Biofortification in a Food Chain Approach in West Africa
Case Study #3-6 of the Program: ''Food Policy For Developing Countries: The Role Of Government In The Global Food System''
About 800 million people suffer from hunger, but even more suffer from micronutrient malnutrition, also called “hidden hunger.” Iodine, vitamin A, iron, and zinc malnutrition are major concerns. About 2 billion people, mainly women and young children, suffer from deficiencies of iron and zinc, which lead to impaired growth and development, low daily work output, and increased mortality. The supply of iron (Fe) and zinc (Zn) falls short when people suffer from food shortages, when consumed foods have a low Fe or Zn content, or when absorption of Fe and Zn from consumed food is inhibited by the presence of antinutritional factors such as phytic acid and polyphenols in the diet. Current interventions are dietary diversification, supplementation, and fortification. In West Africa alone more than 80 percent of children and up to 66 percent of women suffer from iron deficiency. In Benin and Burkina Faso the prevalence of micronutrient malnutrition is also high. In these countries the interventions mentioned have only moderate chances of success owing to the low purchasing power of households, lack of elementary logistics, lack of central processing of food, and the high heterogeneity in production and consumption conditions. In 2000 biofortification was introduced as a new policy option at the global level. Biofortification consists of breeding for micronutrients in staple crops. In 2001 the approach was extended to a food chain approach by Wageningen University. This approach to biofortification offers additional opportunities to alleviate micronutrient malnutrition in West Africa, as illustrated by the cases of Benin and Burkina Faso. Preliminary experiences in these two countries challenge current policies toward crop cultivation and nutrition, but also reveal a number of questions to be solved. Your assignment is to advise national policy makers in Benin or Burkina Faso about which strategy or combination of strategies they should choose to solve iron and zinc deficiencies in rural and urban sorghum-growing and -consuming areas of these countries.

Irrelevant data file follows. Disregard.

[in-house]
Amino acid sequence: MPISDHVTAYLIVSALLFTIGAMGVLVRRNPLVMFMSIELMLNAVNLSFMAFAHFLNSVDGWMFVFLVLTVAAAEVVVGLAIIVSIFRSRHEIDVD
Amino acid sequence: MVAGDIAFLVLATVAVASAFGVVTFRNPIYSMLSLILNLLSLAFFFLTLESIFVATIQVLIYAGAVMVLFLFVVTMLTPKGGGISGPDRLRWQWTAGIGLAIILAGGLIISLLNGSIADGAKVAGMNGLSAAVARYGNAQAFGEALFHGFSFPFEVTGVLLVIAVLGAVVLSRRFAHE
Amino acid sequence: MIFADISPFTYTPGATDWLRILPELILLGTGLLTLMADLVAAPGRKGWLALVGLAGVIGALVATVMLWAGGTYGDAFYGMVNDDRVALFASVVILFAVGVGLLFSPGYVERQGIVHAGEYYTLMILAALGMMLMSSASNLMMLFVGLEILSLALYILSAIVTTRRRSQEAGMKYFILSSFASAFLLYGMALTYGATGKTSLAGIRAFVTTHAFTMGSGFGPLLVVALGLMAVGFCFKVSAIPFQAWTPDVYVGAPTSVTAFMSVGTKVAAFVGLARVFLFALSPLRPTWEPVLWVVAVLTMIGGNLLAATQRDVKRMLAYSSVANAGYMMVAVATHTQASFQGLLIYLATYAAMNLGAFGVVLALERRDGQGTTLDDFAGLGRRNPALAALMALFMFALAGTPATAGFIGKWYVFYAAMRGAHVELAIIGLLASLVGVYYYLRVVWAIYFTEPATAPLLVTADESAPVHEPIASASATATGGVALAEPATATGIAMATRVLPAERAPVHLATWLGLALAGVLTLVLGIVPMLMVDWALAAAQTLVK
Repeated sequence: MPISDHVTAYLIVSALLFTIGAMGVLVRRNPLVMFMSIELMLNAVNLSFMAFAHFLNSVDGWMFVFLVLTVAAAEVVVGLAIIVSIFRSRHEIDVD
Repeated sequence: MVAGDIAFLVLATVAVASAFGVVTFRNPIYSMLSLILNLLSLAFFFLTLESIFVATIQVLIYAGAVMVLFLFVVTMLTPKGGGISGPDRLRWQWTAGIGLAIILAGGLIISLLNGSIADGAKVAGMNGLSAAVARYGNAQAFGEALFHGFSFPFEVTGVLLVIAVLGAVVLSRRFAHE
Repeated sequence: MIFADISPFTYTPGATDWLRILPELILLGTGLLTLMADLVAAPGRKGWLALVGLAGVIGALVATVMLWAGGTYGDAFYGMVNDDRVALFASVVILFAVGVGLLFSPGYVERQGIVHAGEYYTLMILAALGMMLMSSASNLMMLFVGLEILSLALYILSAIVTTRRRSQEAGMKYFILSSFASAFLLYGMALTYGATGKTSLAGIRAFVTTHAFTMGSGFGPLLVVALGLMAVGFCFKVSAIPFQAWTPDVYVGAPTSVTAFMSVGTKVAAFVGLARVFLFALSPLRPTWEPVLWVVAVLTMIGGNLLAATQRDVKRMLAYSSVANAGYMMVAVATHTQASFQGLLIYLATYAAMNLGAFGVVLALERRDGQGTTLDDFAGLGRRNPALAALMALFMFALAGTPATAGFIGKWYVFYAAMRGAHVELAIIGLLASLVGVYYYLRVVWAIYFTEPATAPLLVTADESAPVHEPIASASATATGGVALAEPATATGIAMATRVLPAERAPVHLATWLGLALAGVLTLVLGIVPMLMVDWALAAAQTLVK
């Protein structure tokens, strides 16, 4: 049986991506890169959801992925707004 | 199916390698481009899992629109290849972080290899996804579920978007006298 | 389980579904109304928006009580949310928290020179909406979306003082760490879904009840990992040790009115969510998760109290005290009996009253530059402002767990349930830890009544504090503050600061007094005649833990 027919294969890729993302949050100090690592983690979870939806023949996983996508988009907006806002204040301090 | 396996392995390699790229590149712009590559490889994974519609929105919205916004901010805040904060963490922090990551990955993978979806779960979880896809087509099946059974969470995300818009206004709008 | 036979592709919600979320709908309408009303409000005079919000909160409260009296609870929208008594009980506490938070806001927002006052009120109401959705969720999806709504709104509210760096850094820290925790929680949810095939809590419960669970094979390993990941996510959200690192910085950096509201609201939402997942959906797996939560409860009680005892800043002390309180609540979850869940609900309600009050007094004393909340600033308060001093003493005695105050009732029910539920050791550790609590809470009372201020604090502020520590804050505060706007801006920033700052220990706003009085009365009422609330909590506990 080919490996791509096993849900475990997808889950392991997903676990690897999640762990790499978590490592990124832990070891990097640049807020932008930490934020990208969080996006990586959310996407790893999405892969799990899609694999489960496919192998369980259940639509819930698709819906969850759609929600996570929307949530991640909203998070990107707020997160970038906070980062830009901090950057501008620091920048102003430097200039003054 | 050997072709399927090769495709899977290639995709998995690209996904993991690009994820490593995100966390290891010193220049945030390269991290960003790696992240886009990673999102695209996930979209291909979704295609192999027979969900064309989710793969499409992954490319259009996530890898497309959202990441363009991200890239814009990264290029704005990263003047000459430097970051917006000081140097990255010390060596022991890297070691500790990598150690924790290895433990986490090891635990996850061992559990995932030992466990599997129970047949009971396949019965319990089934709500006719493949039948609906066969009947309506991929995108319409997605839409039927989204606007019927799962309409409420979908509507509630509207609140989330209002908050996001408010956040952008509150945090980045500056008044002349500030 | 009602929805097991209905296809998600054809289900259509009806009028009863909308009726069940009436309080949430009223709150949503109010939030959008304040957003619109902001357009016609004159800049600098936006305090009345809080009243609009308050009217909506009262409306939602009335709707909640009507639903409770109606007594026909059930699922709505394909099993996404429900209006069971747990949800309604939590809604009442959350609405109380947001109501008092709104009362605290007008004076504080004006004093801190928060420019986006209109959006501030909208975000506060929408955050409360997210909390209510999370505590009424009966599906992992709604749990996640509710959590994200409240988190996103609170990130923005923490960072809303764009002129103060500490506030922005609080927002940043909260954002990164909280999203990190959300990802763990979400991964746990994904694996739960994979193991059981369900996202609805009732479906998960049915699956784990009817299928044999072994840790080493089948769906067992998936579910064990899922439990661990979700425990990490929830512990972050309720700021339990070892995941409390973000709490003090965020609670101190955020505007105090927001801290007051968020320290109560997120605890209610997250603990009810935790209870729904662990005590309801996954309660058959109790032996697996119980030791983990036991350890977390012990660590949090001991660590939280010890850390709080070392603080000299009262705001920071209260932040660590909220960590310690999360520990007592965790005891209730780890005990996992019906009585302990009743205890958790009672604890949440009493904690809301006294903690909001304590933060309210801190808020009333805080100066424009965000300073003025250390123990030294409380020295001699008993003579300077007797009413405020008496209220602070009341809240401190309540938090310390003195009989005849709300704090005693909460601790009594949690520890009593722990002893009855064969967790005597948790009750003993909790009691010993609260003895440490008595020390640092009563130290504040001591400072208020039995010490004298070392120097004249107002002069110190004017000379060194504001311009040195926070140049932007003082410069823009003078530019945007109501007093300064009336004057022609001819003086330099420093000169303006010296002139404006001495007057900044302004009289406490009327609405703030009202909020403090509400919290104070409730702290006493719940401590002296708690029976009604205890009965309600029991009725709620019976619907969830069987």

12 pp.©Cornell University, Ithaca, New York. All rights reserved. This case study may be reproduced for educational purposes without express permission but must include acknowledgment to Cornell University. No commercial use is permitted without permission.
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Previously Published As
Maja Slingerland (2007). Case Study #3-6, ''Biofortification in a Food Chain Approach in West Africa''. In: Per Pinstrup-Andersen and Fuzhi Cheng (editors), ''Food Policy for Developing Countries: Case Studies.''12 pp.